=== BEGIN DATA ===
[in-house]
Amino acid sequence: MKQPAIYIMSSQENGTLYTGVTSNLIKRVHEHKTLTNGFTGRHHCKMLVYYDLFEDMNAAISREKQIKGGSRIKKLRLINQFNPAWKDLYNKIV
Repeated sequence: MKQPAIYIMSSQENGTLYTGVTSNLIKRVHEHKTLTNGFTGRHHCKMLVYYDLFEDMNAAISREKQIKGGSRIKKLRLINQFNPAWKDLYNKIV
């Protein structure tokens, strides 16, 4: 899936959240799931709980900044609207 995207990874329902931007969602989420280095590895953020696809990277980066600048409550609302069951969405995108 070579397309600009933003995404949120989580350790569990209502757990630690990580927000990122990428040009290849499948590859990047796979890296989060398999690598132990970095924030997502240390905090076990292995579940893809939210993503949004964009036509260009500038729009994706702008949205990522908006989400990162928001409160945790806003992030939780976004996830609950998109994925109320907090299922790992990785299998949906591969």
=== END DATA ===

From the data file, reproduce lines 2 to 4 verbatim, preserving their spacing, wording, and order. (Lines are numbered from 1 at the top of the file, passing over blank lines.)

Amino acid sequence: MKQPAIYIMSSQENGTLYTGVTSNLIKRVHEHKTLTNGFTGRHHCKMLVYYDLFEDMNAAISREKQIKGGSRIKKLRLINQFNPAWKDLYNKIV
Repeated sequence: MKQPAIYIMSSQENGTLYTGVTSNLIKRVHEHKTLTNGFTGRHHCKMLVYYDLFEDMNAAISREKQIKGGSRIKKLRLINQFNPAWKDLYNKIV
């Protein structure tokens, strides 16, 4: 899936959240799931709980900044609207 995207990874329902931007969602989420280095590895953020696809990277980066600048409550609302069951969405995108 070579397309600009933003995404949120989580350790569990209502757990630690990580927000990122990428040009290849499948590859990047796979890296989060398999690598132990970095924030997502240390905090076990292995579940893809939210993503949004964009036509260009500038729009994706702008949205990522908006989400990162928001409160945790806003992030939780976004996830609950998109994925109320907090299922790992990785299998949906591969």